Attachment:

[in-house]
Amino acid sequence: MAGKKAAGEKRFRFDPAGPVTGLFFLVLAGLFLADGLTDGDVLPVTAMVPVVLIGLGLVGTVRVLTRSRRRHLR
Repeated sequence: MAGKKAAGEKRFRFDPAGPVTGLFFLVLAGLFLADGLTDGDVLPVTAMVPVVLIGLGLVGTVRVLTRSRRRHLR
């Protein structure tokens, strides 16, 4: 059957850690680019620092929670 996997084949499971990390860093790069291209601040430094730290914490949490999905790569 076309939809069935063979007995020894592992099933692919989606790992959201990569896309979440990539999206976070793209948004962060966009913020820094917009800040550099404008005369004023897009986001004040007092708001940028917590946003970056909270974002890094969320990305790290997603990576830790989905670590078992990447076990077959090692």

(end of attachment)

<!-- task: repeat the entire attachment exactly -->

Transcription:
[in-house]
Amino acid sequence: MAGKKAAGEKRFRFDPAGPVTGLFFLVLAGLFLADGLTDGDVLPVTAMVPVVLIGLGLVGTVRVLTRSRRRHLR
Repeated sequence: MAGKKAAGEKRFRFDPAGPVTGLFFLVLAGLFLADGLTDGDVLPVTAMVPVVLIGLGLVGTVRVLTRSRRRHLR
């Protein structure tokens, strides 16, 4: 059957850690680019620092929670 996997084949499971990390860093790069291209601040430094730290914490949490999905790569 076309939809069935063979007995020894592992099933692919989606790992959201990569896309979440990539999206976070793209948004962060966009913020820094917009800040550099404008005369004023897009986001004040007092708001940028917590946003970056909270974002890094969320990305790290997603990576830790989905670590078992990447076990077959090692």